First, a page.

He added: “I hope we don’t need 30,000 ventilators. I hope some natural weather change happens overnight and kills the virus globally. . . . [But] the numbers say you may need 30,000.”
Still, Trump countered Friday evening, “I think their estimates are high.”
Trump claimed in a tweet Friday that ventilators sent by the federal government to New York had been discovered in storage. “N.Y. must distribute NOW!” the president wrote, apparently reacting to a report that morning on cable news. Trump later quipped, “They didn’t know they got them.”
Cuomo addressed the report, saying the state has been purposefully stockpiling new ventilators so they can quickly be distributed to hospitals whenever needed.
Leon Panetta, a former White House chief of staff, defense secretary and CIA director under Democratic presidents, said these governors are in a difficult position because of their disagreements with Trump about the severity of the pandemic and how to mitigate it.
“Normally, if the president were a different commander in chief, he and the governors would all be speaking the same language,” Panetta said. “Both governors and the president would be putting pressure on those who need to produce. But they aren’t.”
At the White House, Trump announced Friday that trade adviser Peter Navarro would serve as national policy coordinator for the Defense Production Act, working with various companies on supply lines.
Navarro, a fierce protectionist and China hawk, is a Trump loyalist dating to the 2016 campaign and has clashed sharply with administration officials who serve as conduits to the corporate world, including Treasury Secretary Steven Mnuchin and National Economic Council Director Larry Kudlow.
Administration officials this week negotiated with GM and other companies about transforming their manufacturing plants to produce ventilators on short order.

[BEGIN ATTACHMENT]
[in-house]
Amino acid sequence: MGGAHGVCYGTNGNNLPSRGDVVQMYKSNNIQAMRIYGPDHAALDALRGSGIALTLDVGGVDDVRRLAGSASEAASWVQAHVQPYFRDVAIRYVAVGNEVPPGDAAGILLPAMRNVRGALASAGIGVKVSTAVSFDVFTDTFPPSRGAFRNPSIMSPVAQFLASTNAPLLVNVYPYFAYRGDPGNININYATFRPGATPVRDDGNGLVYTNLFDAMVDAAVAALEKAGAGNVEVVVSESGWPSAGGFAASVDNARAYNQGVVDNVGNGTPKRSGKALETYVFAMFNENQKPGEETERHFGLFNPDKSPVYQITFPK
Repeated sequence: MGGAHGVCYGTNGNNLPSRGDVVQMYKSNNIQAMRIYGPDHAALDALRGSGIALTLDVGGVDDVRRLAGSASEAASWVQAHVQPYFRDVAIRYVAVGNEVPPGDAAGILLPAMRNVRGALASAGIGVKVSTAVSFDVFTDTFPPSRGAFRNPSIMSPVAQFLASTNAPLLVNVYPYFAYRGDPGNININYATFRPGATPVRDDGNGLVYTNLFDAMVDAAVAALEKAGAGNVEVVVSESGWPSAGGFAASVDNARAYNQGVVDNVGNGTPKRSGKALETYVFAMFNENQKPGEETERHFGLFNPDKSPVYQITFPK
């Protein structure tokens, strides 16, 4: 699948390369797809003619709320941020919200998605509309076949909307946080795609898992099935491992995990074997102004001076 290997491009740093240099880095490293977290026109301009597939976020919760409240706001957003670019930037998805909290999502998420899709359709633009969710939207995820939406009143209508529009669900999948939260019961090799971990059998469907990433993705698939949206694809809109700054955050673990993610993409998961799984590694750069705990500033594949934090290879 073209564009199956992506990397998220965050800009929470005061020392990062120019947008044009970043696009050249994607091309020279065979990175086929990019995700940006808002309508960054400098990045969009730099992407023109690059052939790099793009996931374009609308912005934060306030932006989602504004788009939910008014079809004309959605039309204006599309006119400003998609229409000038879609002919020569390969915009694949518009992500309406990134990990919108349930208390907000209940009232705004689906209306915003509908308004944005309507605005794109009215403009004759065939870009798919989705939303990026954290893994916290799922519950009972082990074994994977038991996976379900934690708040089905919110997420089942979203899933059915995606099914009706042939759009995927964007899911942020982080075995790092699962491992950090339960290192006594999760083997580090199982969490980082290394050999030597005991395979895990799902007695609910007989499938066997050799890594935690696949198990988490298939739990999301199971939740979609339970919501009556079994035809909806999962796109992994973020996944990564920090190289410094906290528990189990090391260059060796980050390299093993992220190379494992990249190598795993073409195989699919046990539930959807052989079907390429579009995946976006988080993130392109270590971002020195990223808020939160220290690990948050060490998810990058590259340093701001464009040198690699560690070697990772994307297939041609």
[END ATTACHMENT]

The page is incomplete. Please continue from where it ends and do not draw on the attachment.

As talks with GM advanced, there were concerns in the administration that the ventilators would take too long to build and might not be received by hospitals until after the peak of the outbreak had largely subsided, according to a White House official who spoke on the condition of anonymity to detail internal discussions.
The first GM ventilators would not be finished until the end of April, and it would take until the summer to reach a pace of more than 10,000 a month, with the capability of building 20,000 a month later in the year, according to a person familiar with the plans who was not authorized to discuss the arrangement on the record.
This person said it takes time to get a factory online because the company would have to buy parts, hire hundreds of employees and train them on the process of building complicated machines.
“You’re starting totally from scratch,” this person said.
Thinking the deal was done, GM had planned to announce earlier this week that, together with Ventec Life Systems, it would begin ventilator production in a GM plant in Kokomo, Ind., but waited on the White House, this person said. The plan was announced Friday.
“Ventec, GM and our supply base have been working around the clock for over a week to meet this urgent need,” GM said in a statement. “Our commitment to build Ventec’s high-quality critical care ventilator, VOCSN, has never wavered.”
Trump offered a different account of the breakdown in talks. He told reporters Friday that he has long had an unfavorable view of GM because of its outsourcing of some manufacturing operations over the years, as well as its closure last year of a plant in Lordstown, Ohio.
Eventually, Trump said, ventilator talks with GM “got to be a debate over cost.” He added, “We’re not looking to be ripped off on price.”
“We didn’t want to play games with them,” Trump said.
On Twitter, Trump was even harsher in his assessment.
“General Motors MUST immediately open their stupidly abandoned Lordstown plant in Ohio, or some other plant, and START MAKING VENTILATORS, NOW!!!!!!” he tweeted. In another tweet, Trump wrote, “Always a mess with Mary B.,” referring to Barra, GM’s chief executive.
Colby Itkowitz and John Wagner contributed to this report.